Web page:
Tuesday, May 04, 2021

Disturbing Tranquility

I practiced the coup drill for we already had our lost decades
Marked by tanks in the streets and the military men's arrival
When so many failed to stand up and be counted
And displayed an altogether impressive passivity
I dissent from that brand of disturbing tranquility
That culture of silence, that philosophy of survival
I'm not inclined to continue as the Ghanaian Sphinx

God knows, I'd rather be proved wrong at this stage
Even after living as an exiled soul, on the losing side
I'm part of a loud minority — tribes, vibes and scribes
My chosen soundtrack is that of the urban griots
Firm believers in the necessity of permanent outrage
Unleashing wistful zingers, satire deployed as a weapon
Irony as the key register even in impassioned conversation
Let it not be said that defiant stares are our only aggression
Voices inside, soul singing, we march on the road to freedom

Now they want us to turn back the clock
And return to the autumn of the patriarchs
When conquerors partied until the break of dawn
While the rest of us dealt with curfews, chits and laissez-passers
Subject to daily confrontations at arbitrary roadblocks
The fear of being caught out on the streets after dark
And to think that the foreign press counsels us to "accept reality"
I daresay it's an affront, intolerable this rogue civility
I'm therefore proud to be accused of disturbing tranquility

The coup leaders in Myanmar have released the names of seven opposition activists they want arrested. They were accused of disturbing tranquility, a rarely used charge.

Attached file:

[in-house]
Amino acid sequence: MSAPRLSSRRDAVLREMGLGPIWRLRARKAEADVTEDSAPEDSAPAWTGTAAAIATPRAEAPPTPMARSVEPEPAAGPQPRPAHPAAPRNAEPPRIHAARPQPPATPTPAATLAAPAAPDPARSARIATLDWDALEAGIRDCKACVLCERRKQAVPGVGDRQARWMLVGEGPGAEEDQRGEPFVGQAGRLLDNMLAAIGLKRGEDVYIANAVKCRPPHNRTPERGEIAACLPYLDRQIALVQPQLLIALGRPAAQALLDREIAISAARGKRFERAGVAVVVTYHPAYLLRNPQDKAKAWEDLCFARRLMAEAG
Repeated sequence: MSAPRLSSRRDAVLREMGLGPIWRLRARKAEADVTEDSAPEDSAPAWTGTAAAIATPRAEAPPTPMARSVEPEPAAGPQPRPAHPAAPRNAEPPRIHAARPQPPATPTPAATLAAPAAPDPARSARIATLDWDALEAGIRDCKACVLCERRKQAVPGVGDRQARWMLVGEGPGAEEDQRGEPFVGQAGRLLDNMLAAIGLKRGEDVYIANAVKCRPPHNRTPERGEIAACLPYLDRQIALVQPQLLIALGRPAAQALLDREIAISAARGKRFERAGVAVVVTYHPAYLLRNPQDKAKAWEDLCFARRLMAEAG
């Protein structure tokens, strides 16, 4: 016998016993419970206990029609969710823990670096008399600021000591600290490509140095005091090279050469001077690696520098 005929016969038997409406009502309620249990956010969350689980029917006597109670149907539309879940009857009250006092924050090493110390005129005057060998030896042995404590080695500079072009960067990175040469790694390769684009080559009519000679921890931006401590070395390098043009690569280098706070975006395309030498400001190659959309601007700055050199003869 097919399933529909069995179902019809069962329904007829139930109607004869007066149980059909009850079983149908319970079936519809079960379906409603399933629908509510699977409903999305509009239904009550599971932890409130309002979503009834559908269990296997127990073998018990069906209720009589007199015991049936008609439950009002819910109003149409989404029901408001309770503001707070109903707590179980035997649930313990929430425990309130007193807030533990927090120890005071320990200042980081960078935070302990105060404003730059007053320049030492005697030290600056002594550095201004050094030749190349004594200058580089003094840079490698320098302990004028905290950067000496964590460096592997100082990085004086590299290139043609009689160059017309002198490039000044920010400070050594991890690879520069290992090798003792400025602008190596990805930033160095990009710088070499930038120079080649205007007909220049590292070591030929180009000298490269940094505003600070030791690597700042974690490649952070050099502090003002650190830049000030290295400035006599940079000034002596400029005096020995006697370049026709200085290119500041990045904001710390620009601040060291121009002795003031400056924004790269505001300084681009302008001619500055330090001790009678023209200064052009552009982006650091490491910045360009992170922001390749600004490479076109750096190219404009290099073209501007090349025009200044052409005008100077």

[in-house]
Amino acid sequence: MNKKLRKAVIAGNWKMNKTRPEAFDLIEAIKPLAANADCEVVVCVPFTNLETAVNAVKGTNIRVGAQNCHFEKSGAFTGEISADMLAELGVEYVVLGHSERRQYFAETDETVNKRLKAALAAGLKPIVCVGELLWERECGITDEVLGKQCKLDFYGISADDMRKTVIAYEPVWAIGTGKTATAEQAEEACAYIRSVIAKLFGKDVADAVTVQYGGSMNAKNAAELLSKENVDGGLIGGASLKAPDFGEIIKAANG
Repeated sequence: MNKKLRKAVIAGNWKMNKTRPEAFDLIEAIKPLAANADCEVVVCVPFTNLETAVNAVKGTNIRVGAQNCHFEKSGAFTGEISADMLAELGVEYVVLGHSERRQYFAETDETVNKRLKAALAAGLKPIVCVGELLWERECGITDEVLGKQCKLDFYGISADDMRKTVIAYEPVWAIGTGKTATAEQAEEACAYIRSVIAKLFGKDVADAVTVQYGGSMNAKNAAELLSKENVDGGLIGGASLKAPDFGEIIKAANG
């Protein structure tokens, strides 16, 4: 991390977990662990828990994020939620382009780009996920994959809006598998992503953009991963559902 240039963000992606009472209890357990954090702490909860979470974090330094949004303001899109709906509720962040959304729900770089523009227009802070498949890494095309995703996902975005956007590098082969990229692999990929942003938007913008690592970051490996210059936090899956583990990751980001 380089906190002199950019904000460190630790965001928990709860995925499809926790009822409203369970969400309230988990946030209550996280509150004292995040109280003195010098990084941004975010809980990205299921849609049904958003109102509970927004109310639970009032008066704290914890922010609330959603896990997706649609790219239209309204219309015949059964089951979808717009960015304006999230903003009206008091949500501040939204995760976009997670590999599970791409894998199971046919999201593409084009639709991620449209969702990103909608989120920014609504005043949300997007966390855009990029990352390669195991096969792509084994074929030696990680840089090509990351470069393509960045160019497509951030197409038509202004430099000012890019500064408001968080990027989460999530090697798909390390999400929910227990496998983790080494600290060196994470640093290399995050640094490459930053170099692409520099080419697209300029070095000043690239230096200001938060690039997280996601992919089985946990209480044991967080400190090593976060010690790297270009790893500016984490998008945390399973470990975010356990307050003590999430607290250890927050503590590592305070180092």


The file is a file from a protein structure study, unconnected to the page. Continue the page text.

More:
BBC, February 13, 2021
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Disturbing Tranquility, a playlist


A soundtrack for this note. I nominate this pièce de résistance for the Things Fall Apart series under the banner of Social Living. Trapped in my pandemic cage, thousands of miles away from the kind of danger so many are facing in Myanmar, I could only contribute these words and a defiant stare.

An Afterthought a few months later


Obliquely, the above was born of a thought experiment. What if the men in khaki stepped back into the frame in today's Ghana? And the counterfactual: what should/could have been the response when they did step back into the frame almost 40 years ago? If more had been prone to disturbing tranquility rather than the masks of civility that we wore, would we be debating cultures of silence today? Ain't that peculiar? as Marvin would sing.

Anyway, some would say better Myanmar than Ghana (God forbid). But injustice anywhere is an outrage, and we should all stand in solidarity. The heart aches at the damage past and ongoing, and the things that we've lost.

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Writing log: February 13, 2021

1 comment:

Catherine said...

Intriguing peak into an ordered yet convoluted mindset. Like it.